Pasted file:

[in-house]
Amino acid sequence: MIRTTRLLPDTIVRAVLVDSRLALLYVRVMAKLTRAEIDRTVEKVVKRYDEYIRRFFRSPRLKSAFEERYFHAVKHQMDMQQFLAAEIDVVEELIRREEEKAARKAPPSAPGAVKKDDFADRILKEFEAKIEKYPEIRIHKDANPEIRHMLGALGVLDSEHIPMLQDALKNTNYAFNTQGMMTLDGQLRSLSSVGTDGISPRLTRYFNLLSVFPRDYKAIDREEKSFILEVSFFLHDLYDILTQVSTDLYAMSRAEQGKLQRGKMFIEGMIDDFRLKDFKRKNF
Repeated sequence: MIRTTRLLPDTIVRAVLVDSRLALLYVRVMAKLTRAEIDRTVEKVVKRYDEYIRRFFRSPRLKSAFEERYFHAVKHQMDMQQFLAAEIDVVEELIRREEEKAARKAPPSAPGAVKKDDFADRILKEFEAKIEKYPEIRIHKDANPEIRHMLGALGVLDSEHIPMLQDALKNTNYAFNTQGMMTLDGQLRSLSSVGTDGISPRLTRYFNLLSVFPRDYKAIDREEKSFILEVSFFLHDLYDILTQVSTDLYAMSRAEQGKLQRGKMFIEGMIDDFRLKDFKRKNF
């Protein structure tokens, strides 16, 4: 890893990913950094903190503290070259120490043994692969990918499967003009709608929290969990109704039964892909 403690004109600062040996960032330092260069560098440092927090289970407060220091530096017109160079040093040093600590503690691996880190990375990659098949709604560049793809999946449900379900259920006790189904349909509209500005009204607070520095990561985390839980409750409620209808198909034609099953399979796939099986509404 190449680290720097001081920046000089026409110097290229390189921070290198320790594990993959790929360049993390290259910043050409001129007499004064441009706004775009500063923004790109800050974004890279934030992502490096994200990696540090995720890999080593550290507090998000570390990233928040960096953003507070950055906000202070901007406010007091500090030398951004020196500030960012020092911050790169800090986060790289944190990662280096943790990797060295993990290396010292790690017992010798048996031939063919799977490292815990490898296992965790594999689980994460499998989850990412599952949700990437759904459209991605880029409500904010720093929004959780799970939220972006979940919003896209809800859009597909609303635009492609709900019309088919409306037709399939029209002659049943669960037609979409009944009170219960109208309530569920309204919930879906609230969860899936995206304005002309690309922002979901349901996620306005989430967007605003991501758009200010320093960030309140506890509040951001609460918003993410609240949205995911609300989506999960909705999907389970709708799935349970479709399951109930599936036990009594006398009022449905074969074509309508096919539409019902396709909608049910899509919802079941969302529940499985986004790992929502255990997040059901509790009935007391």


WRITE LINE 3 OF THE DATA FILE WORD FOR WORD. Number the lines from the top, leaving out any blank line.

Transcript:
Repeated sequence: MIRTTRLLPDTIVRAVLVDSRLALLYVRVMAKLTRAEIDRTVEKVVKRYDEYIRRFFRSPRLKSAFEERYFHAVKHQMDMQQFLAAEIDVVEELIRREEEKAARKAPPSAPGAVKKDDFADRILKEFEAKIEKYPEIRIHKDANPEIRHMLGALGVLDSEHIPMLQDALKNTNYAFNTQGMMTLDGQLRSLSSVGTDGISPRLTRYFNLLSVFPRDYKAIDREEKSFILEVSFFLHDLYDILTQVSTDLYAMSRAEQGKLQRGKMFIEGMIDDFRLKDFKRKNF